Strategic creativity is a secret superpower. It provides a handle on what people desire or need—even before people know they want it or need it.
Today’s post is by Robin Landa, author of Strategic Creativity: A Business Field Guide to Advertising, Branding, and Design. (CLICK HERE to get your copy).
Strategic creativity is a secret superpower.
The person who possesses strategic creativity is tactical, resourceful, ingenuous, and extremely attractive (perhaps I’m getting carried away). An infiltrator, influencer, and eavesdropper. Strategic creativity provides a handle on what people desire or need—even before people know they want it or need it.
For you—sitting in the C-suite, a business owner, a CEO, or a business professional—to get what you need to launch a brand, organization, or individual, to move a brand forward, to grow business, or to raise funds, you need to understand how creative professionals work their magic to conceive and construct strategically creative solutions. You also need to know what will work and why it’s well-conceived, well-designed, and well-written; and why pedestrian ideas won’t get you anywhere except overlooked. Think of me as your personal “Alfred Pennyworth”—I’m your special creative forces wingman, who will supply all you need to commission and evaluate creative solutions.
It’s Really About the Insight into the Target Audience
A consumer insight is a realization—a real eye-opener—about the target audience’s need, behavior, or the true nature of how they think, feel, or behave—a human truth no one has yet noticed brought to light.
That insight warrants a response—a change in the way you look at a behavior, situation, branded product, or service—and it should be the catalyst for strategically creative idea generation and brand storytelling.
Insights into the audience are vital to breakthrough creative solutions. What does the audience need? Desire? Why does the audience do what they do? On which media platforms do they spend their time? Which causes do they care deeply about? Will they align themselves with your organization’s or brand’s values?
Jeff Fromm, president of Futurecast, believes that insights are more about the category than the brand; insights reveal more about how people want to feel, than what they think; and insights inspire new ideas, not the same old stuff.
Be An Antenna of the External Zeitgeist
It’s challenging to read the political news due to so many alarming events. If you can’t manage the political zeitgeist (though I heartily recommend being informed), at least stay abreast of the cultural climate that affects our collective critical and creative thinking. For goodness sake and your business’ sake, don’t be out of touch with what your audience (and beyond) is thinking and feeling or oblivious to the issues of a diversity of people and communities.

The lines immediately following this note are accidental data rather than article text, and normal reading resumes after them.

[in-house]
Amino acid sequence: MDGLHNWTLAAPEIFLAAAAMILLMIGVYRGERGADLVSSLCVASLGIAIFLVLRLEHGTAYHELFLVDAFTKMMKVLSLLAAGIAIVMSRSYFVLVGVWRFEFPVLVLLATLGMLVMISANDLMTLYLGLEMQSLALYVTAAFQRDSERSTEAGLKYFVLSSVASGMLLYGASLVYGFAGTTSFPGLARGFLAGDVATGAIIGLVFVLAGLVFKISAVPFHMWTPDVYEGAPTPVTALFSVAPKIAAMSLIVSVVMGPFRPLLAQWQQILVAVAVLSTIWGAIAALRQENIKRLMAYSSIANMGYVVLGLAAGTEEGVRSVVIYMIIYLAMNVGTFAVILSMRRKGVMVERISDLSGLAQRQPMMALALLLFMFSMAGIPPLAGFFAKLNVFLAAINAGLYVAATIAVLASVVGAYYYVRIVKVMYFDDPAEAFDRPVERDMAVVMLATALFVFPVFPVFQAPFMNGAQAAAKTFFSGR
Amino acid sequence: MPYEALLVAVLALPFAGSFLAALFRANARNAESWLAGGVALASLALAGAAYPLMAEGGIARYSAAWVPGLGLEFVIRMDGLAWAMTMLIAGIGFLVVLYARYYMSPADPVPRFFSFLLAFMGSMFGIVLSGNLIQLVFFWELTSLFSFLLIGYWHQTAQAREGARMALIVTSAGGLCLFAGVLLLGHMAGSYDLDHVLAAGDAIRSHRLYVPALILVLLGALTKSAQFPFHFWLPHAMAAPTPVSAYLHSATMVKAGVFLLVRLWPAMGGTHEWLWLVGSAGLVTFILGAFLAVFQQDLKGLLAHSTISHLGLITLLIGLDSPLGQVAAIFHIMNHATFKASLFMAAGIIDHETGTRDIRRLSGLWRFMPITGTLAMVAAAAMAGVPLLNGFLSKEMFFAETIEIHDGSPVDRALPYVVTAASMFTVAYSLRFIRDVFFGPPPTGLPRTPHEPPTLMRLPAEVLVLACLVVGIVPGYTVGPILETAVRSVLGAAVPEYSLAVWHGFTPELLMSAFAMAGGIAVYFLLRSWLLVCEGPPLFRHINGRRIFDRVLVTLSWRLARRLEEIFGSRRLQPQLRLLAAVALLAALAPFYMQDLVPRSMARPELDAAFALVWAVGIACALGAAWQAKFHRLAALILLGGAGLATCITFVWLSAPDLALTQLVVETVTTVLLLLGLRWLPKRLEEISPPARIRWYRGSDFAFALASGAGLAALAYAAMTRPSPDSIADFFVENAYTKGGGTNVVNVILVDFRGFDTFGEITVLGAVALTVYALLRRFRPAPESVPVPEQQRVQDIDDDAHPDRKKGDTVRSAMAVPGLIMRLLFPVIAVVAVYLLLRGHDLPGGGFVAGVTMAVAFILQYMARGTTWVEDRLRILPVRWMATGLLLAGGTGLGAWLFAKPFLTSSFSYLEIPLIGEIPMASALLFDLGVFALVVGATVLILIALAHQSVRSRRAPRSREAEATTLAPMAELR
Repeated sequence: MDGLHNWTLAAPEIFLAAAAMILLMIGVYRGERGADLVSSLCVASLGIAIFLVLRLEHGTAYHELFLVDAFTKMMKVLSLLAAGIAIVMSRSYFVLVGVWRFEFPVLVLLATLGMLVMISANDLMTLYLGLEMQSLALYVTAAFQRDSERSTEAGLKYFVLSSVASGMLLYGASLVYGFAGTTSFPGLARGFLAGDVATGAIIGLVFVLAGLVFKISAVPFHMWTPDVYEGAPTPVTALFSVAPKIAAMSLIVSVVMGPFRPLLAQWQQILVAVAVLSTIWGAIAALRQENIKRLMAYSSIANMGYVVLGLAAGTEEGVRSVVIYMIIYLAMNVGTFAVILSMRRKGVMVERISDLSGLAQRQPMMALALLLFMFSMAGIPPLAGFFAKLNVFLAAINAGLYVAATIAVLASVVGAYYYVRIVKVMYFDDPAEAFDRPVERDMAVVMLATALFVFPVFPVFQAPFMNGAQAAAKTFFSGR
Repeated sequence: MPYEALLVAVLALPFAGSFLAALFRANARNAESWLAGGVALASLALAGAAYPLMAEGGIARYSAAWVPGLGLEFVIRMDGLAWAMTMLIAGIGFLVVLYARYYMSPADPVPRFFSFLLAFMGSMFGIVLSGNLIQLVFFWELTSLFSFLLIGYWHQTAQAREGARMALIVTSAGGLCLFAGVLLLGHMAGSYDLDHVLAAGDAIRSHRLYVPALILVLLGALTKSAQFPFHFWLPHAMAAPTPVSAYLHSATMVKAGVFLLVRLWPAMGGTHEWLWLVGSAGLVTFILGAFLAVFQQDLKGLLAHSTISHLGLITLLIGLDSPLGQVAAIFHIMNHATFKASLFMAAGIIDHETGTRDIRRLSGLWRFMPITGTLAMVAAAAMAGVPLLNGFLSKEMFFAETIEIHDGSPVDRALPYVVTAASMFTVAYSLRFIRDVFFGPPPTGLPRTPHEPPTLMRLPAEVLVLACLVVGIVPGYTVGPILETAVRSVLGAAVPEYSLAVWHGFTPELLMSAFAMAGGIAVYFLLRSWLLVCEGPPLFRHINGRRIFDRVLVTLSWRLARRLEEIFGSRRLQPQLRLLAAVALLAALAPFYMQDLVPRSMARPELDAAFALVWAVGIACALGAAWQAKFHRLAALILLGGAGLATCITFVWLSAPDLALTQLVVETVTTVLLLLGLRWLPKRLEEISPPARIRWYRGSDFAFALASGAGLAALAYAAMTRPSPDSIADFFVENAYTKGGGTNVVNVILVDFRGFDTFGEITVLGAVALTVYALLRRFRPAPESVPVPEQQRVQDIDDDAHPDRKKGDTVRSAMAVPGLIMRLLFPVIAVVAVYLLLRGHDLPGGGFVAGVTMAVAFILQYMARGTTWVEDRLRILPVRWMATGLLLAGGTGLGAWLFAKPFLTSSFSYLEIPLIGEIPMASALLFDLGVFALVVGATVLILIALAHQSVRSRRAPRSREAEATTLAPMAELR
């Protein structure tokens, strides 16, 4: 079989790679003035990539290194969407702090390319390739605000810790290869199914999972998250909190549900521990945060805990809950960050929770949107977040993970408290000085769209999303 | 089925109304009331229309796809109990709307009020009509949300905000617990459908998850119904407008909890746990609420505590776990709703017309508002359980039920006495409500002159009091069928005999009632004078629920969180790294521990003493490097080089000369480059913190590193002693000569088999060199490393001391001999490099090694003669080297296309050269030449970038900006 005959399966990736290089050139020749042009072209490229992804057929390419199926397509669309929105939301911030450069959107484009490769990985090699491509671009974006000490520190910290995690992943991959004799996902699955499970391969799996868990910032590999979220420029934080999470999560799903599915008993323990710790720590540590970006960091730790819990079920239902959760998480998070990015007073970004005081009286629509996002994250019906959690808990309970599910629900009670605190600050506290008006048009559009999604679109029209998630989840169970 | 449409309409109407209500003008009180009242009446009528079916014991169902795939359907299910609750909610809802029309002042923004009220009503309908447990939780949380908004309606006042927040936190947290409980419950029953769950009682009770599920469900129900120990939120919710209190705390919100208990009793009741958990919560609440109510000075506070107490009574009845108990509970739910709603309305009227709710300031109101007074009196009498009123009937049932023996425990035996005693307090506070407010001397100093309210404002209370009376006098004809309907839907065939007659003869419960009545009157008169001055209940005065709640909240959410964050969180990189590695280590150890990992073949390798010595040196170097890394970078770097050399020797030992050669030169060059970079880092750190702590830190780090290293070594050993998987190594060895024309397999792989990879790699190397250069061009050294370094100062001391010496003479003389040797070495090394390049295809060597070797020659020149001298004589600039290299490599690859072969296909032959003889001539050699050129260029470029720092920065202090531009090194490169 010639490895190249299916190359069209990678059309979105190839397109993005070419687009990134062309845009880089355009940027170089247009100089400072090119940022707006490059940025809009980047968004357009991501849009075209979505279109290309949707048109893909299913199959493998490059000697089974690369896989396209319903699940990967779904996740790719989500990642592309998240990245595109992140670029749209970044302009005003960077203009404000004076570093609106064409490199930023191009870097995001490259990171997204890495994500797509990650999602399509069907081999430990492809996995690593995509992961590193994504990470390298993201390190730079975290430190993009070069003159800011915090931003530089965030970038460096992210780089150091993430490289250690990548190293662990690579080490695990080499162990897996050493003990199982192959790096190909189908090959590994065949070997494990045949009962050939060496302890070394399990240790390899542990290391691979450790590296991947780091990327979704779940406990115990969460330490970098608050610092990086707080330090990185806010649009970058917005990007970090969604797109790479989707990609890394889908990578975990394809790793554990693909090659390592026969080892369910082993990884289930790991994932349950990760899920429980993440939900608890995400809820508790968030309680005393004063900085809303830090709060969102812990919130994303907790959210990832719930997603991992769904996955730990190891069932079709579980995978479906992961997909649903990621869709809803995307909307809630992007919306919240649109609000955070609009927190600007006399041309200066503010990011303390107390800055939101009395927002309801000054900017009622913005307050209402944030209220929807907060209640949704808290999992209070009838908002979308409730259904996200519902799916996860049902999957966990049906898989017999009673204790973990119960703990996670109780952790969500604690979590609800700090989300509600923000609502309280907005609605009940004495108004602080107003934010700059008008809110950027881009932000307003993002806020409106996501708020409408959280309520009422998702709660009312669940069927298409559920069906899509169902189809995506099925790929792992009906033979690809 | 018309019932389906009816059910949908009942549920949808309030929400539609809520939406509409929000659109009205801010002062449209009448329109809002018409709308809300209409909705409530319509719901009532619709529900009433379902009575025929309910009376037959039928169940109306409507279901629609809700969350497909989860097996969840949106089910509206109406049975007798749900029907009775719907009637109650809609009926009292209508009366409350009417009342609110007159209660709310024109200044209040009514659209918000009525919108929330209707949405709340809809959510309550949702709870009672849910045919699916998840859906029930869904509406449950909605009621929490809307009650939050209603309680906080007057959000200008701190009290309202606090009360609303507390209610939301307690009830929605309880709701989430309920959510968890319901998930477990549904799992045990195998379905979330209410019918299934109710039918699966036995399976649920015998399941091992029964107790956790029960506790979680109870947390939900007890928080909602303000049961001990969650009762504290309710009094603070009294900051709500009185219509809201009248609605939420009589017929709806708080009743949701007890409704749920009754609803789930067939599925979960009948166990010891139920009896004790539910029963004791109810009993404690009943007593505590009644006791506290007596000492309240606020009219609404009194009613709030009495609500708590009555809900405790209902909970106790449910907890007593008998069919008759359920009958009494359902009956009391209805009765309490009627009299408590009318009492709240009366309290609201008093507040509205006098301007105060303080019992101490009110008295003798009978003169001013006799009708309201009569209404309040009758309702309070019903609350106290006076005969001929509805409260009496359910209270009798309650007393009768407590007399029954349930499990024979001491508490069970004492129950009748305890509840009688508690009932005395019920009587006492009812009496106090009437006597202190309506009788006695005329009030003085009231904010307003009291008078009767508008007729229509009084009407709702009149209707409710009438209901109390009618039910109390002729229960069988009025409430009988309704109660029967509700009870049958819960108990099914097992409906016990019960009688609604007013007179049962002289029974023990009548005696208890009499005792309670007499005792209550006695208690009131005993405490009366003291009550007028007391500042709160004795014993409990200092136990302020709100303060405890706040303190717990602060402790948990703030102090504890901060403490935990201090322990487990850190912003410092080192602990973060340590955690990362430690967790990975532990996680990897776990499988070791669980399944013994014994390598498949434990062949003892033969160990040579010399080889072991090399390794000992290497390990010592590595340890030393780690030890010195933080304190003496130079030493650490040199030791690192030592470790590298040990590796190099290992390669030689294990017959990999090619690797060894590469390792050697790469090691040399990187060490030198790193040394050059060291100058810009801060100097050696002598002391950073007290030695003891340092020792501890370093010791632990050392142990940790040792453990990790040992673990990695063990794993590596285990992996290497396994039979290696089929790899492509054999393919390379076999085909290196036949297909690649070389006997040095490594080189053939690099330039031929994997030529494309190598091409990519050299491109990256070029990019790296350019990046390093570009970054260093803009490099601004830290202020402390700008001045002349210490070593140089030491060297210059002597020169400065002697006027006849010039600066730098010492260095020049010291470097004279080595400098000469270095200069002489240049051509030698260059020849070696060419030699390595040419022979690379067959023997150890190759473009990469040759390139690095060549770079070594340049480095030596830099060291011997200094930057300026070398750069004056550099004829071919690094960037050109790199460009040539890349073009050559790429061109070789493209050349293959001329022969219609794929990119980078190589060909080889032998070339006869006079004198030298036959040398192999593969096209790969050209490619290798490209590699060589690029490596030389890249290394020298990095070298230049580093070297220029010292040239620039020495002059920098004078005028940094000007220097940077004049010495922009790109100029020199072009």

Once you are aware, make your organization or brand an antenna of the external zeitgeist, one that transmits relevant messages that will resonate.
Know What Drives People
Most of us in corporate leadership positions, advertising, marketing, and branding don’t hold PhDs in psychology, however we must have a handle on human behavior to best understand people. Human behavior is first and foremost a kind of investment. Individuals do what they do because of either implicit or explicit benefits. Ask: How does your idea serve the audience’s self-interest?
Commit to uplifting all members of society, including people living with disabilities, people who are unsheltered, different socioeconomic groups, races, ethnicities, gender identities, sexualities, religions, and ages.
Take up the mantra: Do No Harm. Nothing in culture happens in a vacuum.
Do your part to build a better culture, a culture of respect.
Employ strategic creativity. Quash pedestrian ideas.
An idea has the power to affect people; it can change the way people think about a brand, entity, cause, issue, individual, or even themselves. It can offer proof, create desire, or stir an emotion that imprints the message. An idea can reframe a conversation, do social good, taunt a competitor, empower, motivate, endear the audience, or simply entertain.
Put an end to pedestrian ideas. Because no one will take notice of uninteresting messaging.
My hope for you, dear reader, is that this knowledge will be your strategic advantage, equipping you with a secret superpower—Strategic Creativity. Please feel free to invent your own code name.
Robin Landa is a distinguished professor at Kean University (her Walden’s Pond) and a globally recognized ideation expert. She is a well-known “creativity guru” and a best-selling author of books on ideation, creativity, branding, advertising, and design. She has won numerous awards and The Carnegie Foundation counts her among the “Great Teachers of Our Time.” She is the author of twenty-five books including Strategic Creativity: A Business Field Guide to Advertising, Branding, and Design.
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